Stanley 750 Chisel Usage-image-1184137039.jpg

Here are the two chisels I used with the finished product.

Stanley 750 Chisel Usage-image-674251821.jpg

It is not completely perfect but will still be a nice solid joint. The small knot had to be worked carefully so it didn't chip out. I figure that after taking out all the interruptions I had it took about 5 minutes start to finish. Of course, if you use a router to clear out the waste it goes considerably faster.
Stanley 750 Chisel Usage-image-1541991108.jpg

Those who say it cannot be done should stay out of the way of the people doing it.
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post #29 of 40 Old 02-02-2013, 06:54 PM
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I just want to throw into the mix that chisel backs should be flat along their entire length, not just near the cutting edge (plane blades it's ok to flatten just the edge).
http://www.popularwoodworking.com/te...ening_a_chisel

A nice trick to see if your back is flat is to catch the refelction from a flourescent tube on the polished back. If it doesn't angle off the tip of the chisel, you did good.

That bowl was perfect right up until that last cut...
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post #30 of 40 Old 02-05-2013, 09:34 PM
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The right tool for this is a shoulder plane?

I'm not sur about your sharpening discussion but is the bottom/back of the plane sharpened as polished as the bevel? Improbably missed that you did but sharp is the intersection of two polished planes. The bottom needs to be sharpened not just flat. Sorry if I missed a point.
I use the same technique as polishing the end of a plane iron
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post #31 of 40 Old 02-05-2013, 11:10 PM
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Shoulder plane is for cleaning/truing the shoulder of a tenon, hence the name.

That bowl was perfect right up until that last cut...
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post #32 of 40 Old 02-06-2013, 05:07 PM
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When i think about it, cleaning a dado is like cleaning a tenon. You are utting flat across grain. i use a shoulder plane. A chisel is much harder to control and not well designed for the needed task.
i must have misunderstood what is trying to be done.
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post #33 of 40 Old 02-06-2013, 06:09 PM
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I just occurred to me that maybe you thought a shoulder plane was only for the end grain part of a tenon?

It's main feature is that the blade goes right to the edge. I is used to clean up and is most valuable foe cleaning the tenon faces and does this very well to fine fit a tenon.
The above cleanup is really the same as a tenon and I stand by my recommendation that that is an ideal tool for the job.
If a chisel is to be used, then sharpening the back is important.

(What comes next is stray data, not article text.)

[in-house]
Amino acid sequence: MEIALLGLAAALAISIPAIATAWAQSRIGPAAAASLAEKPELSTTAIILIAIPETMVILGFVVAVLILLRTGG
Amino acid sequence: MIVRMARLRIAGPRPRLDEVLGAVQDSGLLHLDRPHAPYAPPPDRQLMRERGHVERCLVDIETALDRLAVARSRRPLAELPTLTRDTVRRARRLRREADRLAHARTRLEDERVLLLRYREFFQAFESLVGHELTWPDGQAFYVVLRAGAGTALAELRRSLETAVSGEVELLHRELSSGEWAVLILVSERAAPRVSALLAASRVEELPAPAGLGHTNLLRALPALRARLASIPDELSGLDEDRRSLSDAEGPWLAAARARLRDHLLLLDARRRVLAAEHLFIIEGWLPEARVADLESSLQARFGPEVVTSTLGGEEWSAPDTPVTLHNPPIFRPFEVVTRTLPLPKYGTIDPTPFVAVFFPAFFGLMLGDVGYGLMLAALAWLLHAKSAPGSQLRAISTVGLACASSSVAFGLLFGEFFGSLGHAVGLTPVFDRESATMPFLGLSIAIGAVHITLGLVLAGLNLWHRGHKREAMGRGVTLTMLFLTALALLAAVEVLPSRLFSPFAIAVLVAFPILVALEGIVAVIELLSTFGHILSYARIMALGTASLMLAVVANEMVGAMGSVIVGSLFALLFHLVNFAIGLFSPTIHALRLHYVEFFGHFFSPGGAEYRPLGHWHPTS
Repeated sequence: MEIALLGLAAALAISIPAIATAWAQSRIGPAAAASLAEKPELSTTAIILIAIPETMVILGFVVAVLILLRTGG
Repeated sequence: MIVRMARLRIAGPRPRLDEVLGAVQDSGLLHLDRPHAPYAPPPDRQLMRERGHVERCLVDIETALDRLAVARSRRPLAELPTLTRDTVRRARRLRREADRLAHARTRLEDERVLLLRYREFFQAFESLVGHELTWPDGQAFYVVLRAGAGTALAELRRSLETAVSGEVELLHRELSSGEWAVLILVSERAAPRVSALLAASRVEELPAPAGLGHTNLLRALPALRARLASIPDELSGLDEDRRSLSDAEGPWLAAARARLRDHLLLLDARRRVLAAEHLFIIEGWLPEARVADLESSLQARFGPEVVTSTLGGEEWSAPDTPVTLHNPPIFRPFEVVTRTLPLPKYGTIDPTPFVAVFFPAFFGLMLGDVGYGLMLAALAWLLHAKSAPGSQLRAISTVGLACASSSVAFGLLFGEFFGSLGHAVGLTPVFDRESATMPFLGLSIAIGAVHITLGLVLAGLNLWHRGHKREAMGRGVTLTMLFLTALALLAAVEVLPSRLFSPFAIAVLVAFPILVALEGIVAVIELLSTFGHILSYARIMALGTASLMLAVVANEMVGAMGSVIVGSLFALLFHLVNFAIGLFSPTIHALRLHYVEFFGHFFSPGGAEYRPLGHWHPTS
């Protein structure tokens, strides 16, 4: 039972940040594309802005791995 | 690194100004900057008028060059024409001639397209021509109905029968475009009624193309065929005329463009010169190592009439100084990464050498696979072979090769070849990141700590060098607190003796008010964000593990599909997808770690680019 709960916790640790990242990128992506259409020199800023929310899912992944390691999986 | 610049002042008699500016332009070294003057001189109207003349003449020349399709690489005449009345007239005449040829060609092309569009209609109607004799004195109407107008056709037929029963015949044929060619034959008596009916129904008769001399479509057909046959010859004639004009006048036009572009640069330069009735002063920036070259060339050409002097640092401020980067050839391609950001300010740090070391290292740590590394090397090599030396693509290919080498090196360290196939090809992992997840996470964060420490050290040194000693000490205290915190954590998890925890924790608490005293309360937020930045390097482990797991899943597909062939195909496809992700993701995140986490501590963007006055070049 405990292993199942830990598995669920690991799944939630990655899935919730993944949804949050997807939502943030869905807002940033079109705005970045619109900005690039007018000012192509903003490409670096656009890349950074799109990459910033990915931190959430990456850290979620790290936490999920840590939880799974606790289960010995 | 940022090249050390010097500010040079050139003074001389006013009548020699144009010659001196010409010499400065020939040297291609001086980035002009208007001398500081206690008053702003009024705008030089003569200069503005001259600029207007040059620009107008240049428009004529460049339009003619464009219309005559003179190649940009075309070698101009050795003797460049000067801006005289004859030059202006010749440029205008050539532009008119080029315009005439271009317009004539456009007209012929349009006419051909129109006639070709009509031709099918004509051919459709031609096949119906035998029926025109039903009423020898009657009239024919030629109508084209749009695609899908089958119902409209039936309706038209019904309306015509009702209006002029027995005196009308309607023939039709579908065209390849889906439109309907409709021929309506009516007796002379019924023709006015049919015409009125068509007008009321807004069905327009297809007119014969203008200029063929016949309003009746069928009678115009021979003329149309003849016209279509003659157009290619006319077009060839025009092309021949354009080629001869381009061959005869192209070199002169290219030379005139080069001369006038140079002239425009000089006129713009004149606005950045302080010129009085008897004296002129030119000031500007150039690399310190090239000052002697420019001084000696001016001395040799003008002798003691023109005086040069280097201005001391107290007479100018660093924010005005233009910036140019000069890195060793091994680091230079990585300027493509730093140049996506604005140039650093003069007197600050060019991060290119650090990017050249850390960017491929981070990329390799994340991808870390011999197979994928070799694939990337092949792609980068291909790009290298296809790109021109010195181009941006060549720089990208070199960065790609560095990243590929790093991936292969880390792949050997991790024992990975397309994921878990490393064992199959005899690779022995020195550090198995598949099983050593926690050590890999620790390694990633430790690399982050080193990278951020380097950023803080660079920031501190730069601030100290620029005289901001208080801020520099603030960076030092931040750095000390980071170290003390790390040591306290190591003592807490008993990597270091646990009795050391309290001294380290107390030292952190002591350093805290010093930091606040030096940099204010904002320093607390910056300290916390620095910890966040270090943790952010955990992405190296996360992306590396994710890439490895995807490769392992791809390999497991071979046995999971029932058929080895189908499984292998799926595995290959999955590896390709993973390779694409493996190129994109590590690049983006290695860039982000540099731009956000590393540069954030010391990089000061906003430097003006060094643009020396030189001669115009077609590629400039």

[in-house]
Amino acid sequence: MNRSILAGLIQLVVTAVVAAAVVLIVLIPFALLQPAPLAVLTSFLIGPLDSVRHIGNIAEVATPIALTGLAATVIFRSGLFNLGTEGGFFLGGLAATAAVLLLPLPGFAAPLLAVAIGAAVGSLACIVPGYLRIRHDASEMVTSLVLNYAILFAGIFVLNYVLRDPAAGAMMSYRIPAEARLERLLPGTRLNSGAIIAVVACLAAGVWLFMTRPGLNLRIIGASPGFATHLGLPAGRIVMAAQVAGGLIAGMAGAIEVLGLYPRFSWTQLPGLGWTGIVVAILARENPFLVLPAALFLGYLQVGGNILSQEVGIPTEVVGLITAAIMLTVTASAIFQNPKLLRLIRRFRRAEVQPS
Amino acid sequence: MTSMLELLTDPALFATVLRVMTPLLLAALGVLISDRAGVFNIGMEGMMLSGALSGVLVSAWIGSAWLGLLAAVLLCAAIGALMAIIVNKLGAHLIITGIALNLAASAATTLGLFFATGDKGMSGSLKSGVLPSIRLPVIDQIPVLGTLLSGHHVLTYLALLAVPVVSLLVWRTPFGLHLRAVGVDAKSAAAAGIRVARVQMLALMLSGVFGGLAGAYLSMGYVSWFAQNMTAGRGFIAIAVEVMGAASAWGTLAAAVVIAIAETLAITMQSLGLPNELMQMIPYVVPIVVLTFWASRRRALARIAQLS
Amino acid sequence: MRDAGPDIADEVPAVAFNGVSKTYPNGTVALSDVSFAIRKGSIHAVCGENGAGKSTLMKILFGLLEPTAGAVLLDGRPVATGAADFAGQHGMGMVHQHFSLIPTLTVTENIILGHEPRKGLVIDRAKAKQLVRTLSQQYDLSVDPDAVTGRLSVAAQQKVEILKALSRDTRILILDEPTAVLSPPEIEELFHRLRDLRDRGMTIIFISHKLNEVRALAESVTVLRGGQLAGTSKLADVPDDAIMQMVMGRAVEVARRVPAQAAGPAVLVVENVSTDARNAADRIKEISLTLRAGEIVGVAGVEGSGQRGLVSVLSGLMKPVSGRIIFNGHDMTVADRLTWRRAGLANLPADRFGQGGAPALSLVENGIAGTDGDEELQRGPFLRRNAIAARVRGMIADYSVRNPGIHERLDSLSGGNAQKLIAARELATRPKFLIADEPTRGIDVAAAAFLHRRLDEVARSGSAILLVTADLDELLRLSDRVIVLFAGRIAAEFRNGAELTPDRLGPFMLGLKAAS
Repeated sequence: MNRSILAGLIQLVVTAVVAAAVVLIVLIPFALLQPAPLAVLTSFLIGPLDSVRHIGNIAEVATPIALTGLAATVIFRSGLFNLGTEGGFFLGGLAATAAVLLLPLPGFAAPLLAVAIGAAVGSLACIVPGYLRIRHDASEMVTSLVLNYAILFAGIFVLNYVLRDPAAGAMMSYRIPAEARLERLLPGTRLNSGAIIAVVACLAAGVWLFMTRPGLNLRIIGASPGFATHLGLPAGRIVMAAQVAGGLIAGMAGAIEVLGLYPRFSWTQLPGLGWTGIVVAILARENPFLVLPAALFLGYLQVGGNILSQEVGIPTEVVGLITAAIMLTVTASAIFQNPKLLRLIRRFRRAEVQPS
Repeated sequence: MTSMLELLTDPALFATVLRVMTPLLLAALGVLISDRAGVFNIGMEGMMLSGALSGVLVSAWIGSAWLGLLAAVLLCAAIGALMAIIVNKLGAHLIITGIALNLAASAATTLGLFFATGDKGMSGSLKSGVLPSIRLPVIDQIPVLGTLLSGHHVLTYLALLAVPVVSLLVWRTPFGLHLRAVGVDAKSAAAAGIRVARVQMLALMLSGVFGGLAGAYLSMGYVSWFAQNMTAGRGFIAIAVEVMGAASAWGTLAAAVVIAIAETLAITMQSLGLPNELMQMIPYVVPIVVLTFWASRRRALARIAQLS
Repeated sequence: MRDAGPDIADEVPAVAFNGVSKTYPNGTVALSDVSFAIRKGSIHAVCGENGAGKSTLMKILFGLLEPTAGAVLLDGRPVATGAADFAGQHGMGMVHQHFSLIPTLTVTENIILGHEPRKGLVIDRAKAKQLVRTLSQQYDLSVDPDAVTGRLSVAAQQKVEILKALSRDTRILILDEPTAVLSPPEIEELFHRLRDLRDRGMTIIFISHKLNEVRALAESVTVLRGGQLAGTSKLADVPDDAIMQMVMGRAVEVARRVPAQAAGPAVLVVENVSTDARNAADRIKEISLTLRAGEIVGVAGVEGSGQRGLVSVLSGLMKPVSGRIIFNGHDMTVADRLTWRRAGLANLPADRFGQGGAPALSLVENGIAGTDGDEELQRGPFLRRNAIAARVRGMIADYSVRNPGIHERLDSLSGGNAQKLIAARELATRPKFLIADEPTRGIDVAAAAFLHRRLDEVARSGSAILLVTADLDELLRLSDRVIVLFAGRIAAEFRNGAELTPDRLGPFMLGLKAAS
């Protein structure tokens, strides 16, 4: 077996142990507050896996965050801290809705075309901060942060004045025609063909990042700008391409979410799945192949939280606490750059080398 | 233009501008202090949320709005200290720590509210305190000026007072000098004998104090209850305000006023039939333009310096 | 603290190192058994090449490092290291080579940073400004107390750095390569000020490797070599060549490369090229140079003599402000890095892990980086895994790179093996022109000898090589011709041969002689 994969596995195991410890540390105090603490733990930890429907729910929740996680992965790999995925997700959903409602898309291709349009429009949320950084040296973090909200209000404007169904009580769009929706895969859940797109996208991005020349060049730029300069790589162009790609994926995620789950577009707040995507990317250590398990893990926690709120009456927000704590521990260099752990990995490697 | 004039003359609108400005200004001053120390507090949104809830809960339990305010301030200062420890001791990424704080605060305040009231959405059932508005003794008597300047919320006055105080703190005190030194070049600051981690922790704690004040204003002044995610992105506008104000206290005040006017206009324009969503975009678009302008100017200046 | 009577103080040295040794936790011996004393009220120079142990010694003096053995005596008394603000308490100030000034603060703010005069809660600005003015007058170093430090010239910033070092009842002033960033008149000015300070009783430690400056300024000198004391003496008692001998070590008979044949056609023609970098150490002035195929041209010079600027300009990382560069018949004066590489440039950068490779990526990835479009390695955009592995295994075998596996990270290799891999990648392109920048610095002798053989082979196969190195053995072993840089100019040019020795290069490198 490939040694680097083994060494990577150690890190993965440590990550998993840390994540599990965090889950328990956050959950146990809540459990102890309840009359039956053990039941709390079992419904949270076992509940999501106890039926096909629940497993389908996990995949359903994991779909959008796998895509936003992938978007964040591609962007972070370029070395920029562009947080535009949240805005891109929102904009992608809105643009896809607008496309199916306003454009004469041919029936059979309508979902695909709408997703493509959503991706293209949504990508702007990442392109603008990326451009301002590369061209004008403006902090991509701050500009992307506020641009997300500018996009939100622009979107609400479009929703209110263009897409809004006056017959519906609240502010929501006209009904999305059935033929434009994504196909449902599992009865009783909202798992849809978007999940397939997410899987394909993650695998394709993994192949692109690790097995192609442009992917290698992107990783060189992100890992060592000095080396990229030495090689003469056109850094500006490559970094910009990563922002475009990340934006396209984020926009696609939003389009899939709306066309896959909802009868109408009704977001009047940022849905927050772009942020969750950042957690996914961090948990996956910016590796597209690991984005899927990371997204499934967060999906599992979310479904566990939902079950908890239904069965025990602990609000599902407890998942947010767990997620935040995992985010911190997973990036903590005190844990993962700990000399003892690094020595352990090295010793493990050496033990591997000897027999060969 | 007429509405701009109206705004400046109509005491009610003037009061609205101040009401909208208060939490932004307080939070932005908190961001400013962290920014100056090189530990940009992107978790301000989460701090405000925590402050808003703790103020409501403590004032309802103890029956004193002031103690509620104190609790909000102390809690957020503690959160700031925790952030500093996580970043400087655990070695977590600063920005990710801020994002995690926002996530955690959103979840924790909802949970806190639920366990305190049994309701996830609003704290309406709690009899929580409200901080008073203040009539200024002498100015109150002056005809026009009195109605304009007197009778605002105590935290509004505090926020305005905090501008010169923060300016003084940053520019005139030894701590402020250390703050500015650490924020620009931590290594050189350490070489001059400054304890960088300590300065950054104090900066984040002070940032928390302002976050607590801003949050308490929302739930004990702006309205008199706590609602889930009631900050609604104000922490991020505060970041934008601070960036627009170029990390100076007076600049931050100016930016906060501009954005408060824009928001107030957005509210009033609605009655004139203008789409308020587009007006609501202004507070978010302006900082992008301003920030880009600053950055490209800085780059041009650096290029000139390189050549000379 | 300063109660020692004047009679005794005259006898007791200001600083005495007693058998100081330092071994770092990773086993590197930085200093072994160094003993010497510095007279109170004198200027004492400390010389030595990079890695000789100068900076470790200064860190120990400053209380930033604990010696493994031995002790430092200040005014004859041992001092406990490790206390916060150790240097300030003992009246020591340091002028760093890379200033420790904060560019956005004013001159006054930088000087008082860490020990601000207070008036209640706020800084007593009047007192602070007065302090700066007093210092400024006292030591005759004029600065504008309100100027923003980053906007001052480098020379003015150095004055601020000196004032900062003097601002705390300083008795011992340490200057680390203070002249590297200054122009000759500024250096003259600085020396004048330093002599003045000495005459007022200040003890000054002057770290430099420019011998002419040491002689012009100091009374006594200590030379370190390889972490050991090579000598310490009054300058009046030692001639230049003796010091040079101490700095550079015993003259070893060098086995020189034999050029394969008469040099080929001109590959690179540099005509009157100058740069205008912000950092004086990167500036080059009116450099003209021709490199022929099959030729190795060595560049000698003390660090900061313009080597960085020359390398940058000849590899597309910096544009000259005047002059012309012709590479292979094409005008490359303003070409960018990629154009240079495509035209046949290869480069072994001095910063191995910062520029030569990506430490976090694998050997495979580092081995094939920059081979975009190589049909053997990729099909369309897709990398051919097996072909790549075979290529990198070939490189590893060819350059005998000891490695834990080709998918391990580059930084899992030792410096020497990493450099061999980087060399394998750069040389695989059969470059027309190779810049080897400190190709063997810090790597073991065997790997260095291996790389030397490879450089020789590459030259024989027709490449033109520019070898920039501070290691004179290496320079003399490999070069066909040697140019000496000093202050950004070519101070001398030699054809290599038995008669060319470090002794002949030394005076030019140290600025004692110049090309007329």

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post #34 of 40 Old 02-06-2013, 08:32 PM
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Quote:
Originally Posted by Midlandbob
I just occurred to me that maybe you thought a shoulder plane was only for the end grain part of a tenon?

It's main feature is that the blade goes right to the edge. I is used to clean up and is most valuable foe cleaning the tenon faces and does this very well to fine fit a tenon.
The above cleanup is really the same as a tenon and I stand by my recommendation that that is an ideal tool for the job.
If a chisel is to be used, then sharpening the back is important.
I use a chisel and see no need to recommend anyone buy additional tools when they have all they need. There is more than one way to skin a cat.

Those who say it cannot be done should stay out of the way of the people doing it.
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post #35 of 40 Old 02-07-2013, 07:10 AM
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Many ways to skin the cat. Chisel, shoulder plane, router plane, rabbet block plane....

Personally, I'd chisel the majority and clean the bottom with the router plane. I think woodenhorses method is perfect if you only have a saw and chisel. Just be careful. I also believe in a flat chisel back, more than just the last inch. Flat or hollow. Never convex. I don't think flattness is the issue here, I just don't think it's sharp enough. Also, softwood can be more of a PITA than hardwood since it likes to crush instead of shear. Sharp is very important.
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post #36 of 40 Old 02-07-2013, 12:18 PM
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Talking about other ways to skin a cat.
I talked with a college woodworking instructor on this topic last evening. The technique used there is to use a wood file. THis is also a specialized tool that does the job well. I do use them too but the shoulder plane is quicker. A good mill file only costs < 50$.
http://www.leevalley.com/en/wood/pag...at=1,42524Many ways to to most jobs as has been said.